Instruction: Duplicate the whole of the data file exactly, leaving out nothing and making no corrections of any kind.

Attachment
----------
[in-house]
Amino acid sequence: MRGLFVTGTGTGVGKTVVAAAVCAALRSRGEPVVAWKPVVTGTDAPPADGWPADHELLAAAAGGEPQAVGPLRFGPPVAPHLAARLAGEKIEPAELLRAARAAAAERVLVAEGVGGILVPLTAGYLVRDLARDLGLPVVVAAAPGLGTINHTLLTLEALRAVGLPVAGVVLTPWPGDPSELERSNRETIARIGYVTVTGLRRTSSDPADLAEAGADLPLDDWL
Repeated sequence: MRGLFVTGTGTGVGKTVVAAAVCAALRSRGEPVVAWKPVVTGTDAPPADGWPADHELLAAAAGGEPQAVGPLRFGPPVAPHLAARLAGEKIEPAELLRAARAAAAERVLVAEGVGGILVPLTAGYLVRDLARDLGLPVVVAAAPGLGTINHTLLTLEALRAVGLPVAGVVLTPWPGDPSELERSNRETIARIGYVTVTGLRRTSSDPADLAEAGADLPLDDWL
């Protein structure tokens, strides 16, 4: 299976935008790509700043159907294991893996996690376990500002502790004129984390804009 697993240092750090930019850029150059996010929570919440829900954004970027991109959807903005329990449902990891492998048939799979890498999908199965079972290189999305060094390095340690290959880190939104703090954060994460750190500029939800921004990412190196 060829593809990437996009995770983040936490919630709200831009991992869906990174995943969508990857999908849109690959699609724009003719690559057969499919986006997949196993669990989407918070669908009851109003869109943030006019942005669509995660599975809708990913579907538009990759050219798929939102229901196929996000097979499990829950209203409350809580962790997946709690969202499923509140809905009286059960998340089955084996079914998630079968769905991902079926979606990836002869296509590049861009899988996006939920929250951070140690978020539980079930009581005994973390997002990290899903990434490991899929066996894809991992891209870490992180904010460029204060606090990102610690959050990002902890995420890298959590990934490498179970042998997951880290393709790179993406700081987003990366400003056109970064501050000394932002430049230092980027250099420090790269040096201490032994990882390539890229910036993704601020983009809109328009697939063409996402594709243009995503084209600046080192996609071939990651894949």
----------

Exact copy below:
[in-house]
Amino acid sequence: MRGLFVTGTGTGVGKTVVAAAVCAALRSRGEPVVAWKPVVTGTDAPPADGWPADHELLAAAAGGEPQAVGPLRFGPPVAPHLAARLAGEKIEPAELLRAARAAAAERVLVAEGVGGILVPLTAGYLVRDLARDLGLPVVVAAAPGLGTINHTLLTLEALRAVGLPVAGVVLTPWPGDPSELERSNRETIARIGYVTVTGLRRTSSDPADLAEAGADLPLDDWL
Repeated sequence: MRGLFVTGTGTGVGKTVVAAAVCAALRSRGEPVVAWKPVVTGTDAPPADGWPADHELLAAAAGGEPQAVGPLRFGPPVAPHLAARLAGEKIEPAELLRAARAAAAERVLVAEGVGGILVPLTAGYLVRDLARDLGLPVVVAAAPGLGTINHTLLTLEALRAVGLPVAGVVLTPWPGDPSELERSNRETIARIGYVTVTGLRRTSSDPADLAEAGADLPLDDWL
């Protein structure tokens, strides 16, 4: 299976935008790509700043159907294991893996996690376990500002502790004129984390804009 697993240092750090930019850029150059996010929570919440829900954004970027991109959807903005329990449902990891492998048939799979890498999908199965079972290189999305060094390095340690290959880190939104703090954060994460750190500029939800921004990412190196 060829593809990437996009995770983040936490919630709200831009991992869906990174995943969508990857999908849109690959699609724009003719690559057969499919986006997949196993669990989407918070669908009851109003869109943030006019942005669509995660599975809708990913579907538009990759050219798929939102229901196929996000097979499990829950209203409350809580962790997946709690969202499923509140809905009286059960998340089955084996079914998630079968769905991902079926979606990836002869296509590049861009899988996006939920929250951070140690978020539980079930009581005994973390997002990290899903990434490991899929066996894809991992891209870490992180904010460029204060606090990102610690959050990002902890995420890298959590990934490498179970042998997951880290393709790179993406700081987003990366400003056109970064501050000394932002430049230092980027250099420090790269040096201490032994990882390539890229910036993704601020983009809109328009697939063409996402594709243009995503084209600046080192996609071939990651894949």